I was up next, a little shaky but that's alright. I discussed how none of chose Apraxia, but we all choose how we overcome and perceive it. I also focused on my accomplishments, which were largely academically related.

I introduced Ronda Rousey, we quickly hugged and wished good luck. She discussed her early days thinking she was "dumb" and how she was attracted to physical athleticism as a means to express herself.

You know when my initial anxiety hit, I had been thinking that Ronda was better than me because she was a celebrity. The second she spoke though, I knew we fought the same battle. We both had our "dumb" moments, but we overcame the same disorder in two different ways. She took it on physically, I took it on academically.

There's no right or wrong way, our fights were won in two different ways. Perhaps the most inspirational aspect is the fact that if we could both fight in two different techniques, then ANY kid with Apraxia could also win their own fight with either path they naturally choose.


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Ronda Rousey, Dena Taylor (my mom), Me, and AnnMaria De Mars (Ronda's Mom). Two daughters and Two Moms that have been through the Apraxia Journey when very little was known about the disorder.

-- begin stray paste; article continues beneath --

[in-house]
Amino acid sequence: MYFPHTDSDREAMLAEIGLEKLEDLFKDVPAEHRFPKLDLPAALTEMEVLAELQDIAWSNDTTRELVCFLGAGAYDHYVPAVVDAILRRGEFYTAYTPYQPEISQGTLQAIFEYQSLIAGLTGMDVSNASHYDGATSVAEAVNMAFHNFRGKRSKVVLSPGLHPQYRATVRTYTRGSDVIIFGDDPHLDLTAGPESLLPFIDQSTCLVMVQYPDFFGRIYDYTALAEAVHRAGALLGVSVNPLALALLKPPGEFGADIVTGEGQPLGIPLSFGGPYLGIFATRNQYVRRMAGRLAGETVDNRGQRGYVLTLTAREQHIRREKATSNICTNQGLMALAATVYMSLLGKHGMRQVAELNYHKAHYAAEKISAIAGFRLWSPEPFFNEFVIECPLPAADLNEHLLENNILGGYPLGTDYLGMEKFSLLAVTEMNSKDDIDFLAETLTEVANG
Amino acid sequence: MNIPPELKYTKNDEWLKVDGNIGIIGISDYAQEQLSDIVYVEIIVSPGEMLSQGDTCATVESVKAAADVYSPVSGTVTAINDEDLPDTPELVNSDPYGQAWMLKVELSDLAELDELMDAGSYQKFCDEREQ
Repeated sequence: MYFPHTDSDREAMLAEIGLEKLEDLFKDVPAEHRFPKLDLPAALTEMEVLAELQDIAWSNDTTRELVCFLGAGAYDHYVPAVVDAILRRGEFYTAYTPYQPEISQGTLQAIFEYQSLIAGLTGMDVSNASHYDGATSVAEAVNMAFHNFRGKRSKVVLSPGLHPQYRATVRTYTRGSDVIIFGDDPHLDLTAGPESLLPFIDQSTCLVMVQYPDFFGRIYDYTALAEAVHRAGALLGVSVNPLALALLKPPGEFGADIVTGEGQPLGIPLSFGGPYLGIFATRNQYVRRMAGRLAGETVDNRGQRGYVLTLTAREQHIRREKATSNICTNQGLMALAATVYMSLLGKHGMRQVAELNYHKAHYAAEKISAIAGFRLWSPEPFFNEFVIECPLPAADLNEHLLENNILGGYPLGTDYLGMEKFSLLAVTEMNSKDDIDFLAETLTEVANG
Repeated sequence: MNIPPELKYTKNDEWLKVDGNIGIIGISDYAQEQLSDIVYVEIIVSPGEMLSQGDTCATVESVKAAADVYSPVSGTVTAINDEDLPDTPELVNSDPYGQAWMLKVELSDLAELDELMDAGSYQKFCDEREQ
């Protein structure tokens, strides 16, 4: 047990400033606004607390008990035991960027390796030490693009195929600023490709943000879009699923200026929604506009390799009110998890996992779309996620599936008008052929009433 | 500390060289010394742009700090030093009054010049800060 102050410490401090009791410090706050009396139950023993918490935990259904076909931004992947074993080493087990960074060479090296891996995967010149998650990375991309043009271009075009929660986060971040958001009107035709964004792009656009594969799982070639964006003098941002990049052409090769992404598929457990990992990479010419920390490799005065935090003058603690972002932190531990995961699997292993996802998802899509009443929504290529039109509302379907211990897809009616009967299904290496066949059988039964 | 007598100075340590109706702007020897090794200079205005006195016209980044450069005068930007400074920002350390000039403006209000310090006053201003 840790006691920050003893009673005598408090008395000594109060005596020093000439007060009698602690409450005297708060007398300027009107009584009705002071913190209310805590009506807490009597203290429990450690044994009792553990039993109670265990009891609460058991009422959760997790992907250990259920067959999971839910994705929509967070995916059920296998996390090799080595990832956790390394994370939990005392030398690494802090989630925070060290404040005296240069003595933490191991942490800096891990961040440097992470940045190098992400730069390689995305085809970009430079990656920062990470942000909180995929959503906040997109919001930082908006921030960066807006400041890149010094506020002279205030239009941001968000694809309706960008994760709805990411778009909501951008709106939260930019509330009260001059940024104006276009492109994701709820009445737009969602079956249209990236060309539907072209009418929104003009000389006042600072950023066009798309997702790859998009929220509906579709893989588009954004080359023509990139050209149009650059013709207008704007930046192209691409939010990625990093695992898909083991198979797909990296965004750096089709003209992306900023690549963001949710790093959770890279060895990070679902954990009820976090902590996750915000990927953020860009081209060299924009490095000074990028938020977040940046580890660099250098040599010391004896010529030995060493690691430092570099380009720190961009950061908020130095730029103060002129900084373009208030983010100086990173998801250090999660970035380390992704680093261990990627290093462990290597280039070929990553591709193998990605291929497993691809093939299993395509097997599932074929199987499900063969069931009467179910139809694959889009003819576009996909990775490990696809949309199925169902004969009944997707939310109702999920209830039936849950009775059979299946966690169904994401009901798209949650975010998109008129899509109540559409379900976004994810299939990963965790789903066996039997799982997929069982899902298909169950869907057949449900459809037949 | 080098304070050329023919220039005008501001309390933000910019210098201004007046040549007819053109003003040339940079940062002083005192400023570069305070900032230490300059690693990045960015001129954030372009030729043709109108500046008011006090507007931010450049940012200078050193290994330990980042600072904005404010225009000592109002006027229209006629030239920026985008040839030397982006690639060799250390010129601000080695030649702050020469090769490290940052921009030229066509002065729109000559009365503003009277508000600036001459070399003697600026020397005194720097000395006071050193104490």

The speeches were great, but frankly the children I met at this walk truly were inspiring. I know my initial goal was to inspire at least one kid, but I think several kids inspired me instead.

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Ashlynn & I.
I finally met Ashlynn, the daughter of Laura Smith blogger on SLP Mommy of Apraxia. Her smile showed such natural kindness. I knelt down to her and we talked about how I'm old and I have Apraxia too, how she's going to get an awesome medal, and she gave the biggest high five ever.

I even met Audrey from Team Audrey in Glendale, CA. Her mom, Nichol, was even kind enough to let me borrow Audrey's old super hero cape. Now Audrey and I had something in common-Apraxia and the fact we are super heroes. I had heard about Audrey, but in person her energy is insane in the best way possible. She would stack up her belongings-water bottles, a bag, a book-like a jenga tower and run around it. The whole time running she'd smile and look straight at me, quite the ham honestly. While running, she'd fall on the ground and laugh-just to get up and do it again. Welcome to Apraxia, where kids fight it with a smile and no matter how many times they fall, they just get back up again to try again.